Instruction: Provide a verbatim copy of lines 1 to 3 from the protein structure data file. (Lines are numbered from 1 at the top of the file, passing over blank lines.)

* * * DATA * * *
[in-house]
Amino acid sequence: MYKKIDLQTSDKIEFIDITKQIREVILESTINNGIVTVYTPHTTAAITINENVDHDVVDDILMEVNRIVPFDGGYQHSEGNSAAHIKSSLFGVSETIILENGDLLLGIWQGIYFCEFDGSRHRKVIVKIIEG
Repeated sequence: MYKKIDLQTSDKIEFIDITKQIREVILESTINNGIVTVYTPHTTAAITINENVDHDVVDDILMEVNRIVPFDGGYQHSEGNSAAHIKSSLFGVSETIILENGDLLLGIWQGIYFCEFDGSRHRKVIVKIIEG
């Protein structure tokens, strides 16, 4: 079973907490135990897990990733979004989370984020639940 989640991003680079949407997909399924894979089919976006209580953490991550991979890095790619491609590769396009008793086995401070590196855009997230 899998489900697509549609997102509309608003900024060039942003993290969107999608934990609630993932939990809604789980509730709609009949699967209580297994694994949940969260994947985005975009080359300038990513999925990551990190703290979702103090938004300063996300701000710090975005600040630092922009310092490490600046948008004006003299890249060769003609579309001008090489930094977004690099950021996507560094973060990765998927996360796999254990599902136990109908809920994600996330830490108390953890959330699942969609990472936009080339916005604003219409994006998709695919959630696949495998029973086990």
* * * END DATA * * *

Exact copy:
[in-house]
Amino acid sequence: MYKKIDLQTSDKIEFIDITKQIREVILESTINNGIVTVYTPHTTAAITINENVDHDVVDDILMEVNRIVPFDGGYQHSEGNSAAHIKSSLFGVSETIILENGDLLLGIWQGIYFCEFDGSRHRKVIVKIIEG
Repeated sequence: MYKKIDLQTSDKIEFIDITKQIREVILESTINNGIVTVYTPHTTAAITINENVDHDVVDDILMEVNRIVPFDGGYQHSEGNSAAHIKSSLFGVSETIILENGDLLLGIWQGIYFCEFDGSRHRKVIVKIIEG